The Magical Number 7

Have you ever noticed that the number 7 seems, well, kind of special?  
It just seems to appear in more than its share of things.  It has been like this for very a long time.

There are 
7 wonders of the world, 7 ages of man, 7 digits in a phone number, 7 notes on the musical scale, 7 liberal arts in classical antiquity, 7 days in the week, 7 kings of Rome, 7 sages of Greece and the Bamboo Grove in China, 7 dwarfs, the 7 lucky Gods of Japan.  In Hindu weddings, the bride and groom walk around the holy fire 7 times during the ceremony for some reason.

There is also 7-eleven, 7Up, and Seven Jeans.  James Bond is 007 .   And, most importantly, DC7.  
Coincidence, you say?  Well, recent finding in neuroscience and psychology seem to suggest otherwise.   

Our brains seem to have an innate limitation regarding judgement, memory and attention somewhere just below the number 7.  People can remember, on average, a string of 7 digits and 7 random tones played on a scale before they begin to make mistakes.  When people look at a set of fewer than 7 objects or dots on a page, they count them and get the number correct; above 7 they guess at the number and usually miss.  7 is also important in memory as "chunking" methodologies often have a top-level limit of 7 distinctions.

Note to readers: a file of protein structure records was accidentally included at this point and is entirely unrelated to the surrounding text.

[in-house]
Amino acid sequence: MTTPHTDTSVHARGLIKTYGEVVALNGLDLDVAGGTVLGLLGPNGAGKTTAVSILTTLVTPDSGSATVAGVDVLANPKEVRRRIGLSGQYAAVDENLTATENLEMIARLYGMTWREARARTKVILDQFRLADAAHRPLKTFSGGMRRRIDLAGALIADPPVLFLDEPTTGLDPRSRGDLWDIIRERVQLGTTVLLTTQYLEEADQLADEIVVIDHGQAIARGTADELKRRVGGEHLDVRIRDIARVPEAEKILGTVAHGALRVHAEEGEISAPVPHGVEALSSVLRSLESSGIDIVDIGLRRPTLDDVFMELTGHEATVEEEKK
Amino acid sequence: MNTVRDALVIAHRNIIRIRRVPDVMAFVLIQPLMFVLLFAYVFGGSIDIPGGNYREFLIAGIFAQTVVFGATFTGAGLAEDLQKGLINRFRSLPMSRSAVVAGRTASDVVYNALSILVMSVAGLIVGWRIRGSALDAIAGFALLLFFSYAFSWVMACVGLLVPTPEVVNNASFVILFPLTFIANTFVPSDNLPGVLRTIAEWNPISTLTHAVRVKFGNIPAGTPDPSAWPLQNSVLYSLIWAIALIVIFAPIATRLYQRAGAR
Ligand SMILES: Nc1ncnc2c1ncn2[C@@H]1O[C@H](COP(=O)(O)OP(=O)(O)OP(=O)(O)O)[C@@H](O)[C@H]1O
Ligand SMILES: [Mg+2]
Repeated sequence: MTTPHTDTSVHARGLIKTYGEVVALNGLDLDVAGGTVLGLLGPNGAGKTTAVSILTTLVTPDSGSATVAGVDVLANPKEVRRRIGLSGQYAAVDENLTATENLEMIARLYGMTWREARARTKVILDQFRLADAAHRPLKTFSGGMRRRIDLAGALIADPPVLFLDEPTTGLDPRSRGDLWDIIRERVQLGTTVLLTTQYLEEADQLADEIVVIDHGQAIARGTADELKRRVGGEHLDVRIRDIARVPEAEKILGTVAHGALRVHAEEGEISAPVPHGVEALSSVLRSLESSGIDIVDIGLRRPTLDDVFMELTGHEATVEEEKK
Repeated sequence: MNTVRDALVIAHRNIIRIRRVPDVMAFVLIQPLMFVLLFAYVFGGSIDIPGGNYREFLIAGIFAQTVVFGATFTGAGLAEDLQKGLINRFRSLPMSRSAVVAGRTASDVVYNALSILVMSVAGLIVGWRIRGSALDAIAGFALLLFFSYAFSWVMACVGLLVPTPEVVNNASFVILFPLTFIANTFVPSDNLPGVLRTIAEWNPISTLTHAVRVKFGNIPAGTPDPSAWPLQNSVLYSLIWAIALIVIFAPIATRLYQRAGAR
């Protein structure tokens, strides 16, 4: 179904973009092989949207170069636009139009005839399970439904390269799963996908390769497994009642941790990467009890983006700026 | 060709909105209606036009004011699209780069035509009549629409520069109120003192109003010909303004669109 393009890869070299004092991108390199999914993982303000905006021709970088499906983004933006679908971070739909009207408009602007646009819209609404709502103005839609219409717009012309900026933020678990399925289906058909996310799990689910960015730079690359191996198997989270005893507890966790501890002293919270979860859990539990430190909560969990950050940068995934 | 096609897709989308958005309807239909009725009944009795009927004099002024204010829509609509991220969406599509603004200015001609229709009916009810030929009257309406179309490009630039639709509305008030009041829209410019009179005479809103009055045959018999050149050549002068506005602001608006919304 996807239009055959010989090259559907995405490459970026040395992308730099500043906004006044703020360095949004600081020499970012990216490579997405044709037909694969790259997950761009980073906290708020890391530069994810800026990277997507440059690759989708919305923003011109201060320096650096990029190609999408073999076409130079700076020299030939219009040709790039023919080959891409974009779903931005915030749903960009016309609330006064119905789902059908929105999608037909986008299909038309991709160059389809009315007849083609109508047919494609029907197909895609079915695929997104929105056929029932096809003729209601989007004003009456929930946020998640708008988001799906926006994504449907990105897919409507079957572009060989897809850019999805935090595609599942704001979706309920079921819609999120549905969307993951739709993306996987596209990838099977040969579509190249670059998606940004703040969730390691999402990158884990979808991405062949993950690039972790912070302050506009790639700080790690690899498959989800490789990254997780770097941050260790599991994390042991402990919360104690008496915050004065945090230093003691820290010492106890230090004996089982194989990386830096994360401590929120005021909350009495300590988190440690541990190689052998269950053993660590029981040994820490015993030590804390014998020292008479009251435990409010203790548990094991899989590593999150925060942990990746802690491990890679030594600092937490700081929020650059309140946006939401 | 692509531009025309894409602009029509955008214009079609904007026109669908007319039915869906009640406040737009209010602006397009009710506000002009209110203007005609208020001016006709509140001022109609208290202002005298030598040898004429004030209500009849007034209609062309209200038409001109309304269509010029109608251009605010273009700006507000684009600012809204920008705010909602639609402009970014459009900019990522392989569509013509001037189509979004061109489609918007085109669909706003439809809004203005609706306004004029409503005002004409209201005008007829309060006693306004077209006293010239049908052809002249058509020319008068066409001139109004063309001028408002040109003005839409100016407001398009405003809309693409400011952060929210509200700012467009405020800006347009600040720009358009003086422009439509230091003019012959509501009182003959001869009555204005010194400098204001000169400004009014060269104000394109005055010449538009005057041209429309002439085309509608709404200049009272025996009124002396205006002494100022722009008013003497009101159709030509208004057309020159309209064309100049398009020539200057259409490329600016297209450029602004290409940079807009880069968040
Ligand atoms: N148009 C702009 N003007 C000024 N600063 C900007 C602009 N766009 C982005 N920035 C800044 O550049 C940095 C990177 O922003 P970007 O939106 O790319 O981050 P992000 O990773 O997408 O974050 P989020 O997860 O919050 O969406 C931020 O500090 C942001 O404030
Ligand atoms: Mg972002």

Now consider the Golden Ratio.  That is that special number that seems to occur in nature everywhere-- the length of your navel to the ground and your overall height for instance.  It's roughly 1.618 which means that the short part is roughly .62 of the whole.  .62 is conspicuously close to the actual decimal value of the human digit span (ability to remember a string of digits).

Some scientists have suggested that, for many things, the number 7 is the whole integer just beyond the average capacity for remembering words (which is around 6), and so items listed in 7s stand as a sort of just out of reach goal to help us remember important things.  We do have 5 fingers after all, although it is the product of a recessive gene that gives us five instead of 6.  Remembering or counting five things is easy for us.  As is 6.  

So perhaps 7 is important for lists and notables because it is the first number that is just beyond our natural capacity, and maybe that natural capacity is the result of a biological design which somehow adheres to the Golden Ratio.

Whatever the reason, there is no denying that there is something special about the number 7.